The Human Rights Shop
With his tongue firmly in his cheek, Mouwafak Chourbagui speaks to the owner of a new business that promises human rights in exchange for services, essentially breaking the glass ceiling of basic freedoms...
Oddness and Cairo have never been strangers but every once in a while, something happens that baffles even the most cynical observer. Cashing on the entrepreneurial spirit currently gripping the nation a group of wealthy and connected businessmen are opening the Human Rights Shop (HRS™) in the heart of Cairo. Bemused by the concept and curious about the business model, I sat down with Mr. Sam Bousak, the impending executive manager of the Bolaq branch over a café latte (with Chantilly, naturally) at Coffee Bean.
I must admit I am not really sure what HRS™ is all about; could you kindly give us a brief description?
Sure. In layman terms, Human Rights Shop™ is basically an innovative concept whose aim is to offer its customers components of human rights in the form of three different packages available at different prices.
How can a business offer human rights? Isn’t that the government’s duty?
Theoretically, yes. Rights should be guaranteed in constitutions and protected by the judiciary system. However the reality is that we live in a world where HSBC can launder money for drug cartels and exploit developing nations without their executives risking prison time, but if Hamada is caught with a joint in Ramsis, he can end up with a five-year sentence. Our analysts have researched modern societies and have concluded that, in countries like Egypt, rights are only enjoyed by a minority of people: those with money. Money is power and power is rights. Wealth protects you. If you are a rich drug addict, you will go to rehab, if you are a poor addict, you will go to jail. The UN and their overpaid workers can keep saying that rights are a universal concept guaranteed for all but we know it’s a lie. In truth, it is a privilege, a commodity reserved for those with purchasing power. We at HRS™ intend to remedy that discrepancy by giving an opportunity to the less privileged to acquire certain protections that their governments have failed in providing.
So wouldn’t that mean that you are targeting the poor? How exactly does your business operate?
You should see us more as the middle-men. We get our funding from numerous powerful clients such as Swiss banks, the Saudi Royal Family and the Egyptian Army. And our job is to safeguard their interests and meet their demands. They have invested heavily in us because they believe that the poor can be of great service to their respective needs. You see business has always been about supply and demand and for too long the poor have been discounted from the economic equation because they have no money but our partners and I have realised that they can offer something far more valuable than money: themselves. So in exchange for certain services, we will offer them the money that should enable them to acquire human rights in the eyes of the world. We differ from traditional businesses in that respect. We do not sell services or products in exchange for money; we sell money in exchange for services. We view the customer as a product useful to our clients.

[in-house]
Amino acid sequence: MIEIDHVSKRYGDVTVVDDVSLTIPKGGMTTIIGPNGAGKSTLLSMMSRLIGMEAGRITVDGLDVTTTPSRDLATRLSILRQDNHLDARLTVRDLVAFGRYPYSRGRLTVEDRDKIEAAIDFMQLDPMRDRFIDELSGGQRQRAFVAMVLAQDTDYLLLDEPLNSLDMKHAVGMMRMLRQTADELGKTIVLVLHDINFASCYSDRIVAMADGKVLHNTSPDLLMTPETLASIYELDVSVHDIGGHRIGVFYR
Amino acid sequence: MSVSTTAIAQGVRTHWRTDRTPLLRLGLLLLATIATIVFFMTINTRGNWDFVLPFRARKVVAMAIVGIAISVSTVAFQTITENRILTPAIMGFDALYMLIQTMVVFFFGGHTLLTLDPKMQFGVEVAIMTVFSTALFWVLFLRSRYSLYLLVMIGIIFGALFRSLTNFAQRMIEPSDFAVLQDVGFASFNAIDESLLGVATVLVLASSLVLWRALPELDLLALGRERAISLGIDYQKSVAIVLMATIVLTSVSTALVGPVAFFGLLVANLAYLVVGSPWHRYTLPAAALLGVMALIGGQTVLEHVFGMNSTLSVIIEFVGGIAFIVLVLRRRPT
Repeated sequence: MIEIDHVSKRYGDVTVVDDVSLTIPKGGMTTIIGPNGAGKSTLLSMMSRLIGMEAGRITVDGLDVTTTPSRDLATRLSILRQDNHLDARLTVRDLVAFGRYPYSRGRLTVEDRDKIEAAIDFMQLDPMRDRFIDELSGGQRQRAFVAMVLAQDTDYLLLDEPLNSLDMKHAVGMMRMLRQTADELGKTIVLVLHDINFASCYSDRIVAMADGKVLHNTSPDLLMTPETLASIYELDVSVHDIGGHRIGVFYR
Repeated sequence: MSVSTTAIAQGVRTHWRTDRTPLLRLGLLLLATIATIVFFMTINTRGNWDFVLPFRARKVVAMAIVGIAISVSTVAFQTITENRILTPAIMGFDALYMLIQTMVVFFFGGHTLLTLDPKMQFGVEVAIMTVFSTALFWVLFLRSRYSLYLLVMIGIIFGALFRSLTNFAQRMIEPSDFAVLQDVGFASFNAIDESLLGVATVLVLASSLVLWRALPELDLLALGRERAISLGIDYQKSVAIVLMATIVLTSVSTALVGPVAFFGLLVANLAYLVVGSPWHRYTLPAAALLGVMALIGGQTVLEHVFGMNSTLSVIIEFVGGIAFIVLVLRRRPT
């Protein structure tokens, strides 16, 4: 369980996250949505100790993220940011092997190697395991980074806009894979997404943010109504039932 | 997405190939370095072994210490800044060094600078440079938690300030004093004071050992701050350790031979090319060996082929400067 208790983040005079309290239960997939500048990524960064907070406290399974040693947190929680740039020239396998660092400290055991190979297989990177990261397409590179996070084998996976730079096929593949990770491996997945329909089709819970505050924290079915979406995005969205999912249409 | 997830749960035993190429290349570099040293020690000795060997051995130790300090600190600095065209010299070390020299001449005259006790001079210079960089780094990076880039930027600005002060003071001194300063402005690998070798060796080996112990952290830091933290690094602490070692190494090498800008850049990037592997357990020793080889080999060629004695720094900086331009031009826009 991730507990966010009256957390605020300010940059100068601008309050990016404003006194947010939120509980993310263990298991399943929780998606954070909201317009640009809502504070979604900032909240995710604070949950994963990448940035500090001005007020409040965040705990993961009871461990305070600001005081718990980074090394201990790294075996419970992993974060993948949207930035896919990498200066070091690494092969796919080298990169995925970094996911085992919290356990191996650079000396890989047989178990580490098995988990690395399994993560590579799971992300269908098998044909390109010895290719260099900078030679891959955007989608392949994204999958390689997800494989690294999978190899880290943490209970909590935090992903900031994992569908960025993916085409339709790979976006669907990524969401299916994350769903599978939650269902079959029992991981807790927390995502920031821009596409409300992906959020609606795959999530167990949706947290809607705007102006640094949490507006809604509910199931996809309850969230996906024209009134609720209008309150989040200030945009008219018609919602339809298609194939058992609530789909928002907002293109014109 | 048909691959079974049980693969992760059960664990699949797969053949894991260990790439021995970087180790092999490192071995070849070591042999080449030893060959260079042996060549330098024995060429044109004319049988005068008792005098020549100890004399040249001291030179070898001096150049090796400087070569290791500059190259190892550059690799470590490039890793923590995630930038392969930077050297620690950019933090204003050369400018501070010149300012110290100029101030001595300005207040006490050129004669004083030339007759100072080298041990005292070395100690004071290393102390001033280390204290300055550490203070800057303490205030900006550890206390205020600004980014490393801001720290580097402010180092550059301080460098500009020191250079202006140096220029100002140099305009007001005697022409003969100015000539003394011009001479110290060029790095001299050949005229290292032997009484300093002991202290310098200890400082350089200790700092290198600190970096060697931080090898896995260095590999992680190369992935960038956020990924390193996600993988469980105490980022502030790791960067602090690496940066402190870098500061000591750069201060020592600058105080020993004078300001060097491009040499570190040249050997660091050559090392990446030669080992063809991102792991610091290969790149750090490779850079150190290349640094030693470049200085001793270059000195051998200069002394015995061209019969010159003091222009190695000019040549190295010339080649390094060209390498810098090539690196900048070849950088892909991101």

I mentioned earlier that we have three different packages to offer. They are the standard, the gold and the premium.
The standard (1 million L.E)
We will give the customer 1 million L.E and in exchange he has to donate all of his organs when he dies to Swiss banks so that they can be at the disposal of their Fortune 500 clients. This package also necessitates one daughter to be offered to the Saudi Royal Family.
The Gold (5 million L.E)
We will give the customer 5 million L.E and in exchange he has to donate all of his organs when he dies to Swiss banks, as well as his kidney within 6 months. Additionally, two daughters have to be offered to the Saudi Royal Family and one son should be available to travel to Morocco with French tourists.
The Premium (10 million L.E)
We will give the customer 10 million L.E and, in exchange, he has to donate all of his organs when he dies to Swiss banks, as well as his kidney, eyes and scrotum within 6 months. Additionally, two daughters have to be offered to the Saudi Royal Family and one son should be available to travel to Morocco with French tourists. The other two sons must be offered to the Egyptian army as guinea pigs for their upcoming scientific experiments: curing depression with shish tawouk and Parkinson’s with hummus. This package is custom made for those in rural areas.
Are you fucking serious? How can that be legal?
Anything between two consenting parties should be legal. I can understand your anger but look at it this way: at least in our business model we are offering the poor the choice of being exploited and we are giving them a good amount of money in exchange. Isn’t it better that capturing Eritreans in Sinai, killing them and selling their organs? Isn’t it more dignified than prostituting one’s daughter for almost no money? We care about the poor and have found a way to integrate them into our capitalistic society, a way for them to acquire rights and enjoy life. Yes, they have to sacrifice something in exchange but much less than what they are sacrificing now. You can continue living in the world of ideals, but we here at HRS™ live in reality, we know how the world’s structure is designed and how it only caters to a handful of people. Perhaps the right question to ask is “how can what the world has normalised be legal?” If the world sells you out, there should be an option to sell yourself to the world no?
I think I don’t have the stomach to continue this interview….
Well, if one day you literally don’t want to have a stomach, here is my card!